This is, by the way, why Black women were not found in the ranks of leading anti-suffrage women or in the public leadership of their opposition. Quite rightly, most Black American women looked with suspicion at the suffrage organizations led by White women who regularly excluded them, but they also had little vested interest in upholding a system that had allowed White Jim Crow governments to effectively strip Black men of the vote just a few decades after the 15th amendment had secured it for them.
Anti-suffrage women were, then, fundamentally conservative: they sought to conserve an existing social landscape. But that didn’t mean that some of them didn’t also embrace progressive politics. Take Josephine Jewell Dodge, president of the National Association Opposed to Women’s Suffrage. She spent years working to create childcare programs
for working-class families on the Lower East Side in New York and believed that, should women get the right to vote, their ability to achieve such reforms would be destroyed — corrupted by the evils of electoral politics.
Such arguments reflected the same sort of divisions that split women in the labor movement, who clashed over whether women deserved special protections
because they were physically weaker than men or equivalent protections because they were men’s equal. (Such fights would continue for the rest of the 20th century.)
With the ratification of the 19th Amendment in 1920, the anti-suffragist cause was defeated. But the underlying idea — women against women’s liberation — continued to be a powerful force in the US. In the 1970s, it emerged as a counterforce to a new feminist movement. As women fought for another constitutional amendment — the Equal Rights Amendment, which would have guaranteed equal rights regardless of sex — anti-feminist forces rallied under the leadership of activist Phyllis Schlafly.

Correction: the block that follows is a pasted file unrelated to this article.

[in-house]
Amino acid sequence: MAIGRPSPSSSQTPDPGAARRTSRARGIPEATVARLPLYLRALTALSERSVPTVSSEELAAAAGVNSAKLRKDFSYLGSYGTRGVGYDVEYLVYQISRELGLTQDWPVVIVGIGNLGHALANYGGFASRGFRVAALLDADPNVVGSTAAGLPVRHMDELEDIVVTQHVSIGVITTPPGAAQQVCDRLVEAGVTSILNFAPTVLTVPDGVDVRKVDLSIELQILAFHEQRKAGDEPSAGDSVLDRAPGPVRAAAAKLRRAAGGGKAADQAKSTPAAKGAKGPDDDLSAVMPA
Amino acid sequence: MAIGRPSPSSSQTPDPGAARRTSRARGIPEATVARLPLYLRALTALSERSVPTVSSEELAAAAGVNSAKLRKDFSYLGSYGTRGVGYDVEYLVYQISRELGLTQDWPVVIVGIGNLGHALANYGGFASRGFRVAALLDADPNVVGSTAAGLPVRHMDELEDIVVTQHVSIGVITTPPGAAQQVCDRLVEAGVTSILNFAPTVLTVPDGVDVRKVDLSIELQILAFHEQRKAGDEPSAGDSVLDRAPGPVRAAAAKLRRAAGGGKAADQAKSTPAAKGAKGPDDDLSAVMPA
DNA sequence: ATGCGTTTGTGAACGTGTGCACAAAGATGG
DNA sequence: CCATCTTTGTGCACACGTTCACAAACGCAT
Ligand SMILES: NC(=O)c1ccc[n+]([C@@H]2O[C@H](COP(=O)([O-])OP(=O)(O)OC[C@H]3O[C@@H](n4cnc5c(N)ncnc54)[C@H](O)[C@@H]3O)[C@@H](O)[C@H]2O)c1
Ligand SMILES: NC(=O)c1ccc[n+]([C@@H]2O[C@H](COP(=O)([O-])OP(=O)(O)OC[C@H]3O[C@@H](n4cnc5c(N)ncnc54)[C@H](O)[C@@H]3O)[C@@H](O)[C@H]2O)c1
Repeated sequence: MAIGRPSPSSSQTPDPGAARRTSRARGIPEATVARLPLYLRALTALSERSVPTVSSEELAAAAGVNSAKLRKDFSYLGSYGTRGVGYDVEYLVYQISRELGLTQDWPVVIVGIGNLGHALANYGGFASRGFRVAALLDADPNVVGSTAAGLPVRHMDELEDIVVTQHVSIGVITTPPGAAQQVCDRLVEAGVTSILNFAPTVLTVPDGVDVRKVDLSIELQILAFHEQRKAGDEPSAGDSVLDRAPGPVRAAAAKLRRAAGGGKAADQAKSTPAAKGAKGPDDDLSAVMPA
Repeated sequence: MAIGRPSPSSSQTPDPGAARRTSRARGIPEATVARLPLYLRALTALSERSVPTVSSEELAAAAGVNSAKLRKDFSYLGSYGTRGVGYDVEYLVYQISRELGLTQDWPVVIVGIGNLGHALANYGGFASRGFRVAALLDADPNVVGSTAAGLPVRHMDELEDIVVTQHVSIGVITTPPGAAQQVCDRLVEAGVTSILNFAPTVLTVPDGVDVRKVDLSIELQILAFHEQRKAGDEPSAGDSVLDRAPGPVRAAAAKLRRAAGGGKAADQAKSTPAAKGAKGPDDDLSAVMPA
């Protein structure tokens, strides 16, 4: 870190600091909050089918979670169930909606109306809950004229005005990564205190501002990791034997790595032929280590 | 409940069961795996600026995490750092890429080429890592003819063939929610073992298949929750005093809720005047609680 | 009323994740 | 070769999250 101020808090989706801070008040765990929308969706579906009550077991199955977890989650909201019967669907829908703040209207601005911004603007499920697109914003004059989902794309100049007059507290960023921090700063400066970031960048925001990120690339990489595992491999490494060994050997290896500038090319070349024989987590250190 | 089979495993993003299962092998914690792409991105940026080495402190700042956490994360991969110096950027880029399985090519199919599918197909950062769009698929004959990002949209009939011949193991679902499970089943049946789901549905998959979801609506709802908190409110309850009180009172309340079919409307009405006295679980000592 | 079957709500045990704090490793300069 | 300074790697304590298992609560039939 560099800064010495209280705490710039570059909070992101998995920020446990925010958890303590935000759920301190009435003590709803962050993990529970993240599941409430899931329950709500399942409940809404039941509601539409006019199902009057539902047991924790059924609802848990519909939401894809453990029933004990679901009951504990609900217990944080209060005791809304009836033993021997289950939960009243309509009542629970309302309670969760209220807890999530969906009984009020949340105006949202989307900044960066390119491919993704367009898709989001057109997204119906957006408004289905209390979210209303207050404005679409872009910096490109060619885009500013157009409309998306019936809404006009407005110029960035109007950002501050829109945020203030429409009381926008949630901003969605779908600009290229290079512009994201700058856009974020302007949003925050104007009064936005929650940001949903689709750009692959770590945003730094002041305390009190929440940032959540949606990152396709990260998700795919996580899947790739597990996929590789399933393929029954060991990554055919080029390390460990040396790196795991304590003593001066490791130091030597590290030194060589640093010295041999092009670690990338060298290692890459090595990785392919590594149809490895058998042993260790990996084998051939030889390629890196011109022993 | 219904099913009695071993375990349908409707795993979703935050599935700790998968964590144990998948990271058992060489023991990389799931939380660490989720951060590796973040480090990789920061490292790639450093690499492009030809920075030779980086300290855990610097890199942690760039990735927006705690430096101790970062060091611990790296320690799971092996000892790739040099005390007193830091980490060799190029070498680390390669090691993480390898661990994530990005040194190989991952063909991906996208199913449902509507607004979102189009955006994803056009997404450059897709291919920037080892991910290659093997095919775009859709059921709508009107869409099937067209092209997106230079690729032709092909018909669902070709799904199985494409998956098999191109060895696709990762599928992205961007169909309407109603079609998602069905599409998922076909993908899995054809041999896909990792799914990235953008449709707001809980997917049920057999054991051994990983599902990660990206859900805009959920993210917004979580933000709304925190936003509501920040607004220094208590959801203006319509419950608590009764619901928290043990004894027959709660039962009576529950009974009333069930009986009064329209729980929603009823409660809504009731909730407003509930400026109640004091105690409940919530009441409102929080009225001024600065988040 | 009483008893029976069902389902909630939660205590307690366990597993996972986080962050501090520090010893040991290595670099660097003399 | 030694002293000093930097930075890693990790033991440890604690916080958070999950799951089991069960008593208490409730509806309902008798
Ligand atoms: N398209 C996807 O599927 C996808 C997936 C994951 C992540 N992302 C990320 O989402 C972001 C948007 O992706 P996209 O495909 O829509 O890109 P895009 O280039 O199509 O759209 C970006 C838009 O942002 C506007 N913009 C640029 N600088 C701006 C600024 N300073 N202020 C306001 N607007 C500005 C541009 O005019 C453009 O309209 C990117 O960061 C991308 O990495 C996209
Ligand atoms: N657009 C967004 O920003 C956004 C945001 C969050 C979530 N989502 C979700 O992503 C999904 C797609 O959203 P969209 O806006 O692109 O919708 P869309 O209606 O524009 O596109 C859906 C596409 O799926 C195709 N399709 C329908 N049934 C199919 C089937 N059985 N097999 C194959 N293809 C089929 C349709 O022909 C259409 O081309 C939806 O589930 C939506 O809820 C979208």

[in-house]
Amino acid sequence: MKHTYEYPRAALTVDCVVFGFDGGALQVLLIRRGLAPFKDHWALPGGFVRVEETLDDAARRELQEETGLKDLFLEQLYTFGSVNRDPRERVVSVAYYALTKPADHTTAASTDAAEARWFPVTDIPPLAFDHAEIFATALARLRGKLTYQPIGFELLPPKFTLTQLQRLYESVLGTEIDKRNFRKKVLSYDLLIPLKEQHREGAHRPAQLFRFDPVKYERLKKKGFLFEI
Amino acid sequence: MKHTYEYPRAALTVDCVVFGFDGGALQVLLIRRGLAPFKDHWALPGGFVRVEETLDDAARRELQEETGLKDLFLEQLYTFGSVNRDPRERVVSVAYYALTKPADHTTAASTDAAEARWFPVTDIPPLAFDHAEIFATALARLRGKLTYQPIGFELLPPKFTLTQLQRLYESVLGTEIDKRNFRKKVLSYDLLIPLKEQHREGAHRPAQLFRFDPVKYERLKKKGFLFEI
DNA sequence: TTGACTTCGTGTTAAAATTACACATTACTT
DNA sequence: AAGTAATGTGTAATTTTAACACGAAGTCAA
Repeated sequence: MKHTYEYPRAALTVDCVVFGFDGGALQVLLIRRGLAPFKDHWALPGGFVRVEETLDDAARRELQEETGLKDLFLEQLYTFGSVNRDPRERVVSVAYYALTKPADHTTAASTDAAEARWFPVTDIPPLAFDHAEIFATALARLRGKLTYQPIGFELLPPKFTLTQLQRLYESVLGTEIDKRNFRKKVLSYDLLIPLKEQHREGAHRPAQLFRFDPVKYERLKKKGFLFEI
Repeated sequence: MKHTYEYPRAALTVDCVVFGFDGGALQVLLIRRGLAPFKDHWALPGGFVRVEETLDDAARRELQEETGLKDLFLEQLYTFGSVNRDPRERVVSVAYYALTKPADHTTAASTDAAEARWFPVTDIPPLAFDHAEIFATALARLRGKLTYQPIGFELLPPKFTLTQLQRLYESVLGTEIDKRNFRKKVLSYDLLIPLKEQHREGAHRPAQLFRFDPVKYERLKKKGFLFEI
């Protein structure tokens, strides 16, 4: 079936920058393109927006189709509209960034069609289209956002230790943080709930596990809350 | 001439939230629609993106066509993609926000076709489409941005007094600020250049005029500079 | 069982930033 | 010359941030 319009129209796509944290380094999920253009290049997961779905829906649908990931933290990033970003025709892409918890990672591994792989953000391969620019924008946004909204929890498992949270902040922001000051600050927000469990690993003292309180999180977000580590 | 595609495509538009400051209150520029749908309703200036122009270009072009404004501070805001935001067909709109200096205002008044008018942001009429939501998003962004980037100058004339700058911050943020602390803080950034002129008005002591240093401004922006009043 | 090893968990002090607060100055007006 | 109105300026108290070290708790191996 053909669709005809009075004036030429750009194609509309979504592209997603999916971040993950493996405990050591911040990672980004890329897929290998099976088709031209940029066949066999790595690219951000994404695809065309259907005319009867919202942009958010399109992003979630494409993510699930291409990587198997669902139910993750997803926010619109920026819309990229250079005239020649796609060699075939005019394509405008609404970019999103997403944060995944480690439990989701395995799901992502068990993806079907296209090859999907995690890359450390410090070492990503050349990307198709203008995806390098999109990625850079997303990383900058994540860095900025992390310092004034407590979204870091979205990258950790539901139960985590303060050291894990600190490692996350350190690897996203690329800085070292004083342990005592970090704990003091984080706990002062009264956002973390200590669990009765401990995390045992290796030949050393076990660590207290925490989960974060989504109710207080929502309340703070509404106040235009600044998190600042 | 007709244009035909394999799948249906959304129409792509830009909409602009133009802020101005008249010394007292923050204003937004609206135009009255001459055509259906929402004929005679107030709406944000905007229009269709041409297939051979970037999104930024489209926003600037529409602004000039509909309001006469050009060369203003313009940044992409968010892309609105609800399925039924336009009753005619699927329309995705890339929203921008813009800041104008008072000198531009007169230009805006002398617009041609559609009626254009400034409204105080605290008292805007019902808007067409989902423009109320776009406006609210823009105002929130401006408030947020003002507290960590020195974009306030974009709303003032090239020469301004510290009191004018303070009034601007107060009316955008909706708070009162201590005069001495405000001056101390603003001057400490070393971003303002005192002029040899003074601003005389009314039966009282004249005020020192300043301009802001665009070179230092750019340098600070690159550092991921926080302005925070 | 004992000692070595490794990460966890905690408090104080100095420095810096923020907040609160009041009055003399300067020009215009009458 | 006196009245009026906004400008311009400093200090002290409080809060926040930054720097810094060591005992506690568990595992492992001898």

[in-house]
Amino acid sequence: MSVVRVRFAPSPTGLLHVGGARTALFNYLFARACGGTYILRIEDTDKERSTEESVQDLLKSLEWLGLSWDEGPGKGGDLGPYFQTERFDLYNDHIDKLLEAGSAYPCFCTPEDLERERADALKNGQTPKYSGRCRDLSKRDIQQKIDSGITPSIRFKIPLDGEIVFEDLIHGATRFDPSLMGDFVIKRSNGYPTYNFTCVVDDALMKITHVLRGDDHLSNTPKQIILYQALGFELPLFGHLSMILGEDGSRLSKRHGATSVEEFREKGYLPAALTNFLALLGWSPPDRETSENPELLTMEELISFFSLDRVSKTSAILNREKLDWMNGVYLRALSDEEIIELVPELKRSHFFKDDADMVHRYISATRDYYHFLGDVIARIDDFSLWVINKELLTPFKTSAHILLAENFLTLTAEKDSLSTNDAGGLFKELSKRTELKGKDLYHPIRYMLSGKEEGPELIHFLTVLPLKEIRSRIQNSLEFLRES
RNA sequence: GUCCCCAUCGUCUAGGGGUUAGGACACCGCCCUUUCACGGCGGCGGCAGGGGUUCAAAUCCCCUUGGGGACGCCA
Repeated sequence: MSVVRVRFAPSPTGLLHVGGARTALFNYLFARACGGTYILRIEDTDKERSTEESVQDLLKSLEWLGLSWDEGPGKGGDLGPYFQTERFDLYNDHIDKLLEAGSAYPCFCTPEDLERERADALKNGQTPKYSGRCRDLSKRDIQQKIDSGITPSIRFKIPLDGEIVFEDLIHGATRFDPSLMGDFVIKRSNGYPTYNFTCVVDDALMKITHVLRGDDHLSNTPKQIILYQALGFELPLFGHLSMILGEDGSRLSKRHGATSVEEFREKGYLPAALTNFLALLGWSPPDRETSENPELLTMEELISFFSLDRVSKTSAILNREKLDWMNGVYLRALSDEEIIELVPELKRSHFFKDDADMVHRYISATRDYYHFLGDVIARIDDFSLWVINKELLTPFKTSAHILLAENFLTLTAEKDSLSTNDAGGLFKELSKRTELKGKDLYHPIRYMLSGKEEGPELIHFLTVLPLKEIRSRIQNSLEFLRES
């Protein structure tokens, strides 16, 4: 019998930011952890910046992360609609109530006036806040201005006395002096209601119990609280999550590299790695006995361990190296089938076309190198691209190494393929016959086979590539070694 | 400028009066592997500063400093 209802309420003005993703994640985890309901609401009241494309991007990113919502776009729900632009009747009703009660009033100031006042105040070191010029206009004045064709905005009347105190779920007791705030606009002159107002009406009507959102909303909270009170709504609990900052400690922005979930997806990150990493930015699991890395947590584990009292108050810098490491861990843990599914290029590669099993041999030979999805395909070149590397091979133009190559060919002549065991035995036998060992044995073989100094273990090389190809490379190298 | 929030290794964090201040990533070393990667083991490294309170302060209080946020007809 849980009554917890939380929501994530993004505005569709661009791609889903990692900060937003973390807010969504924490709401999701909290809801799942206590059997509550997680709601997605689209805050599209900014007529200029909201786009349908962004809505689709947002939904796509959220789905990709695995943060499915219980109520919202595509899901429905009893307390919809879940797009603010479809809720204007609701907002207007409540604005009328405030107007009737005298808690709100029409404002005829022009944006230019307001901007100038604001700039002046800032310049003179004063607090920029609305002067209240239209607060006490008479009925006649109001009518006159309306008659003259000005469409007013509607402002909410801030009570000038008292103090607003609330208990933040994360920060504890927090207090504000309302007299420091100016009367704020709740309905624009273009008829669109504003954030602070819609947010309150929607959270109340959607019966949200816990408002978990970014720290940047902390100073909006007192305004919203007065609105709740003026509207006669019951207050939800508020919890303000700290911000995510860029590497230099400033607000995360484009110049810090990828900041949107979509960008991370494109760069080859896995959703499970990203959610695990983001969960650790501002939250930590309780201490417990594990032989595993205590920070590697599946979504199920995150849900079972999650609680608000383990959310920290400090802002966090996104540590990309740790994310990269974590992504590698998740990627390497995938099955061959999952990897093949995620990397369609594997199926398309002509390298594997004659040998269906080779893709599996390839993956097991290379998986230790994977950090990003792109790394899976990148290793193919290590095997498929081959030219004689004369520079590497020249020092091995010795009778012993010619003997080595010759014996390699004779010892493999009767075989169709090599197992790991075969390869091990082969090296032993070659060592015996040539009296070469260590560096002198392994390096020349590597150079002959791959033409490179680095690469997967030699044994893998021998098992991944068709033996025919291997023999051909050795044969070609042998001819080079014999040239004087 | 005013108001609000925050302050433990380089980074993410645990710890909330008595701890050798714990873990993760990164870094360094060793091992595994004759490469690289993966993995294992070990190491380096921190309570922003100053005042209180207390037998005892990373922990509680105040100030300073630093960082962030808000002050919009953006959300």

Schlafly, a lawyer who had run for office, co-written foreign policy books and helped organize the modern conservative movement, clearly benefited from 20th century advances in women’s rights. But she also benefited, materially and socially, from the conservative movement and its opposition to what was then called “women’s liberation.” In the 1970s, Schlafly became a household name when she organized opposition to the Equal Rights Amendment — opposition that ultimately succeeded in preventing its ratification.
Memorialized recently in “Mrs. America,” Schlafly still strikes many people as a political curiosity, an odd woman who opposed women’s rights. But in calculating her interests as a wealthy White woman, she saw beyond the promise of equality to the recognition that the patriarchy had actually done quite a lot for her, and she had comparatively little to gain from smashing it. Opposing feminism was, as the series goes to great lengths to illustrate, a gateway to political power, an entrée into echelons of power in the Republican Party that had previously eluded her.
Schlafly’s political influence persisted into the 21st century; she lived long enough to support Donald Trump for president
. Women anti-feminists like Schlafly, like women anti-suffragists before them, upend expectations of “women’s interest,” a flattening phrase that erases nuance from our understanding of how all women evaluate the world. We notice it more when people are arguing against their own rights, but it’s always there: in the White women who excluded Black women from organizing, in the Black women who focused as much on Black men’s vote as their own, in the activists who believed political equality without economic equality meant nothing.
Returning anti-suffrage women to the story of women’s rights forces us to pay attention to these negotiations. In the process, it allows us to see that the way women — the way members of any group — assess their own interests may not be as clear-cut as we expect.